Historian Keith Foster examines the 100-year-old story of a Zeppelin bombing victim
A century ago the residents of Walthamstow and Leyton took their turn to suffer from bombs dropped by Zeppelin airships during the First World War.
The night of 23rd/24th September 1916 was the eighth time the Germans had inflicted an air-raid on London, and the third time they had flown over East London. This time there were believed to be eight civilian deaths resulting from the bombs they dropped in the Lea Bridge Road and Bakers Arms areas of Leyton.
The attacks, usually under cover of the darkest nights with no moon, followed a pattern whereby the Zeppelin crews watched for the flashing light of London’s trams as they passed along the otherwise darkened streets. This gave the crews a good expectation that by dropping their bombs in the direction of the flashes, they would be close to populated areas. Such indiscriminate actions obviously showed their orders did not specify that targets needed to be purely military ones.
On this night a bus driver, 25-year-old William Webb, was returning to the garage in Leyton Green, then part of the London General Omnibus Company (LGOC). He would have had every reason to then believe he would be enjoying his home comforts at 699 Lea Bridge Road where he lived, a mere five minutes away. He never made that short journey, for soon after parking up his empty bus he was struck by the flying shrapnel of an exploding bomb dropped from the unseen airship above.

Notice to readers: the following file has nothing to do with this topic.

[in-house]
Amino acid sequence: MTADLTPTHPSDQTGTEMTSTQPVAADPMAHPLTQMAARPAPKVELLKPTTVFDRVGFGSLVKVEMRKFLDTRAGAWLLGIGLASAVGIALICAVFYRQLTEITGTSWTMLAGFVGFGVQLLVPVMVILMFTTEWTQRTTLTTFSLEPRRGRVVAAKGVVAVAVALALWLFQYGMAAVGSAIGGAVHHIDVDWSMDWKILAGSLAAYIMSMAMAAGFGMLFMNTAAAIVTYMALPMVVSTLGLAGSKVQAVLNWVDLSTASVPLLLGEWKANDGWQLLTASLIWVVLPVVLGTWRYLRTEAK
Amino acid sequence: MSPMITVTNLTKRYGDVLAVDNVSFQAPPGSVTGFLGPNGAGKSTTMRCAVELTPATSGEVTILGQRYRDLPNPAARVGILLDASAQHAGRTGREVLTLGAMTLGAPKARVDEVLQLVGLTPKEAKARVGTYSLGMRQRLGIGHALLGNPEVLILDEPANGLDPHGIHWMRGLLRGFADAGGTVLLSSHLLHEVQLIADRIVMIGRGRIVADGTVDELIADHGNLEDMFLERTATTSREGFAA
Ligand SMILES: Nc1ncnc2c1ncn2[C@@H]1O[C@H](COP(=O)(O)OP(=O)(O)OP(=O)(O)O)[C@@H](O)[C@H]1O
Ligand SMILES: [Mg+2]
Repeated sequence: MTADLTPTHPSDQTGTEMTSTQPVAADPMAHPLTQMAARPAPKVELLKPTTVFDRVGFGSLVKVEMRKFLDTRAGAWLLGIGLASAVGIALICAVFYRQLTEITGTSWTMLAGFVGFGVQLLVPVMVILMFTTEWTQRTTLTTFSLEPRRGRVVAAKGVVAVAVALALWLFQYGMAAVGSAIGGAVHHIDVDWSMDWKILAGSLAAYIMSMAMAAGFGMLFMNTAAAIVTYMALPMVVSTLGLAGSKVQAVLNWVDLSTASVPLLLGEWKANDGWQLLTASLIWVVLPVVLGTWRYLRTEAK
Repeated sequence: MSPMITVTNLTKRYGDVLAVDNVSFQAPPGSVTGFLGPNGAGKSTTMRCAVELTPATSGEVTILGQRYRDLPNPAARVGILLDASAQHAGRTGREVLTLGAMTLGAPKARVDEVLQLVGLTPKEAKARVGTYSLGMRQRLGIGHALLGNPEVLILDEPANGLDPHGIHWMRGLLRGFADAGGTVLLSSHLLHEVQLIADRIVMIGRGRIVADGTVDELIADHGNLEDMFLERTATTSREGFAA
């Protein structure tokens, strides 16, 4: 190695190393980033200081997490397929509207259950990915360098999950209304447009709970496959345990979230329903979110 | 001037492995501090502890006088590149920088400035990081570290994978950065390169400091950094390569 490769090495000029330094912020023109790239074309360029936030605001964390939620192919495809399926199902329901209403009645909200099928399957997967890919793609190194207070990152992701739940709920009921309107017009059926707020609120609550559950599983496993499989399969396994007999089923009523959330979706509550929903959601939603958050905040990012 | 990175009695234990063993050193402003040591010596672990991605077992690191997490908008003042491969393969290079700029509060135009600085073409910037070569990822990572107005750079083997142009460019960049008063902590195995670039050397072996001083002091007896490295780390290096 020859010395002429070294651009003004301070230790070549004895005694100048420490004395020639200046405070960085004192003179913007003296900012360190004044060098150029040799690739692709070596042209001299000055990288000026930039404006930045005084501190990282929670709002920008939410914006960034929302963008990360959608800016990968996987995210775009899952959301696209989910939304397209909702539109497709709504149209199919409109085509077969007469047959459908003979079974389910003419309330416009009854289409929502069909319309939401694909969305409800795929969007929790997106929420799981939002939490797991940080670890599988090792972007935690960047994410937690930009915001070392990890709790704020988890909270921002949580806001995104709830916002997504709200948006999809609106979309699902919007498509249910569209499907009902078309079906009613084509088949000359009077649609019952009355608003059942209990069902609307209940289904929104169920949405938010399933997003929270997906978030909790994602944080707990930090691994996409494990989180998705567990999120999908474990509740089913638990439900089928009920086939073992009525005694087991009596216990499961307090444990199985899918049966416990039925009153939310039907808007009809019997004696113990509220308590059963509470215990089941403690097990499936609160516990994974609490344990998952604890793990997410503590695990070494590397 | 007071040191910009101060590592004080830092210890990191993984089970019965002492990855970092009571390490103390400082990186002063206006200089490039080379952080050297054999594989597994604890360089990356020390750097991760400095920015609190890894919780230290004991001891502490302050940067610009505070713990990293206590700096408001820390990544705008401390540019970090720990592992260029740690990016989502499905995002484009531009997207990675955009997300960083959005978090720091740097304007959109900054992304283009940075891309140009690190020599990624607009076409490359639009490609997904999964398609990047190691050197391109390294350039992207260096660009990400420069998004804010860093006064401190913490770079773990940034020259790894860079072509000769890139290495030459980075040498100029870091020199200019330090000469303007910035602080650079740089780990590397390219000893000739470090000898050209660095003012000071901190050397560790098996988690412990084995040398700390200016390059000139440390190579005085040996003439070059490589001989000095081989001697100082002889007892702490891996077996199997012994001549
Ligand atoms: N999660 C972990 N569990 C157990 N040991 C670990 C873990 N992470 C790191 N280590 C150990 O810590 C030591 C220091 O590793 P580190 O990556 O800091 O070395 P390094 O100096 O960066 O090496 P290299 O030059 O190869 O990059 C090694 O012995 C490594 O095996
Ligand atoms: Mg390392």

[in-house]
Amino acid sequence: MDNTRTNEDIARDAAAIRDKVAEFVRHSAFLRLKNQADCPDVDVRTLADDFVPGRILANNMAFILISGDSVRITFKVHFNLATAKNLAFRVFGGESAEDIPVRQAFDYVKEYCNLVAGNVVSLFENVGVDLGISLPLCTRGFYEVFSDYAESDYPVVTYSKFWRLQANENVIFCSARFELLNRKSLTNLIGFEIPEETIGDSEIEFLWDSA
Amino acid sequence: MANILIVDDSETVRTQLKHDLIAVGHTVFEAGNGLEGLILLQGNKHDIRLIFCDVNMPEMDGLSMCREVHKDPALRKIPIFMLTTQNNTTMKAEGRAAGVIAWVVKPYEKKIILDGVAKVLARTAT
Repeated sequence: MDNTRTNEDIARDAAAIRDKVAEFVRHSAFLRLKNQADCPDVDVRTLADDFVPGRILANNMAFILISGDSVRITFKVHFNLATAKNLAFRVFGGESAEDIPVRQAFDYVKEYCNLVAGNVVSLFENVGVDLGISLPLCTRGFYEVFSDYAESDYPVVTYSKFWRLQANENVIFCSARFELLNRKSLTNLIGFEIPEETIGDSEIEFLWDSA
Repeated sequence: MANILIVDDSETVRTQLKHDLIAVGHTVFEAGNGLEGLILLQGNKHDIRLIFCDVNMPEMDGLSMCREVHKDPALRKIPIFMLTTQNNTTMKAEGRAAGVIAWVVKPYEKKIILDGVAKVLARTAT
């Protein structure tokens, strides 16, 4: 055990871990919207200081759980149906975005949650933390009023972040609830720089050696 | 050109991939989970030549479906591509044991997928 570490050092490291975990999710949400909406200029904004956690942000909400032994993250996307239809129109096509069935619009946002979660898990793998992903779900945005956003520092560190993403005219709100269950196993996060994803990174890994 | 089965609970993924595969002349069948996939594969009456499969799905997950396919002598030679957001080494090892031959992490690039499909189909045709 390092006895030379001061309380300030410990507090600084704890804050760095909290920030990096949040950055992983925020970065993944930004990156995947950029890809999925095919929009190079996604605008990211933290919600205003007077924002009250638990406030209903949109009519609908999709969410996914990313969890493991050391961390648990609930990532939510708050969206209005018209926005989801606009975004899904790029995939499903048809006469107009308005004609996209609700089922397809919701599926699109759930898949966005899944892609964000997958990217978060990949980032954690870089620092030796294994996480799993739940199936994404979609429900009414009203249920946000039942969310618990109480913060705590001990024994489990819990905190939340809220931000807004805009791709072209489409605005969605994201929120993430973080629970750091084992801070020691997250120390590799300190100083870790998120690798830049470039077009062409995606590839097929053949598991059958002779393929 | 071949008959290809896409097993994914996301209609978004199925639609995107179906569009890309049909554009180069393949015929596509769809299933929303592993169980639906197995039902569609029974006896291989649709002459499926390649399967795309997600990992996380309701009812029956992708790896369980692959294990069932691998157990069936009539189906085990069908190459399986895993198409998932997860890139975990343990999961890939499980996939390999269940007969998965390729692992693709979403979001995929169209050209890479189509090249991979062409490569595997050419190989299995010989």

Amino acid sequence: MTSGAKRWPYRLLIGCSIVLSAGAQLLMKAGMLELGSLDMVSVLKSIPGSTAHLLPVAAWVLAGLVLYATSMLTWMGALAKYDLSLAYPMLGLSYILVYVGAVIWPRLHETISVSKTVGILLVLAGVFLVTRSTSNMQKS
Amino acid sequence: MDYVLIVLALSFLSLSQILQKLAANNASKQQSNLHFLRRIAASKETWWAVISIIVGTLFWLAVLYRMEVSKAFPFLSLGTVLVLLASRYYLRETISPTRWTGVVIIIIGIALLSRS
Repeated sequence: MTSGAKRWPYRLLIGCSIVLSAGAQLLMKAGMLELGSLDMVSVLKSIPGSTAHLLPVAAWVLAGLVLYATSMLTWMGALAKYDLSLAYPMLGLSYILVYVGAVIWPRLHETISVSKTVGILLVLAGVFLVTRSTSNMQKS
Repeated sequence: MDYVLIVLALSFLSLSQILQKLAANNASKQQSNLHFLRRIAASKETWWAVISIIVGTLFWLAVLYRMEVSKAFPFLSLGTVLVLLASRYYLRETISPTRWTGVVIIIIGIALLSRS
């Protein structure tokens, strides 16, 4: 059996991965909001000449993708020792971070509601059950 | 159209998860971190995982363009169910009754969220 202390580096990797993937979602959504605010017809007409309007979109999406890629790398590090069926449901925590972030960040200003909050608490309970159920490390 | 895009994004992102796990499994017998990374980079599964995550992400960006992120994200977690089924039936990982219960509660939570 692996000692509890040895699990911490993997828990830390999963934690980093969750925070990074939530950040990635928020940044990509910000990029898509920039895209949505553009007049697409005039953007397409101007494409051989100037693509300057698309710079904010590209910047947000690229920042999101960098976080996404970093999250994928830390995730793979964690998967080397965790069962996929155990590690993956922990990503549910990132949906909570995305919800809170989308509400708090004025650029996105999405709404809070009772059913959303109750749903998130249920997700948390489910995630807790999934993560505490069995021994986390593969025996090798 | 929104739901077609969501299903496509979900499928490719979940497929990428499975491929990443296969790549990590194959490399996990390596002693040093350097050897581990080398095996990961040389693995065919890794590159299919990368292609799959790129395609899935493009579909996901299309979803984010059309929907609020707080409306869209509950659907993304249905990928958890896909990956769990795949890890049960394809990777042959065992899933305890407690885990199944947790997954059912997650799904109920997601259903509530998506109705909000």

Little more is known, mainly due to wartime newspaper censorship, and also because no staff records have survived for preservation at the London Transport Museum in Covent Garden. At least it is possible to purchase a copy of his death certificate, and this informs us that the cause of death was “laceration of brain” caused by the bomb fragments.
Research I’ve undertaken is now being released to ensure William Webb receives a prominent place in local history for the first time. Although driver Webb is recorded as an “air raid victim” on the war memorial at Leyton bus garage, it was only by determined efforts that I was able to locate Webb’s grave, together with its evocative inscription in a densely wooded area of a local cemetery in nearby Chingford.
With the help of museum assistant Gary Staines, two old photos cut from an unknown magazine were discovered, and they help to illustrate the funeral procession, led by a floral bus with the uniformed men and women of the bus company. Sadly what has so far proved impossible to trace, has been the cine film of the procession later advertised in the local newspaper as a feature at a cinema the week after the funeral.
It has been deduced from the account of the funeral that William Webb was a single man, and lived at home with his parents. The death certificate shows a brother, Mr A Webb, who was the informant on registration of the death. However, this has not proved useful in tracing any living relatives.
William Webb was one of dozens of victims of East London air raids in the First World War, however it is important that we don’t just remember the numbers killed but the stories of the lives behind them.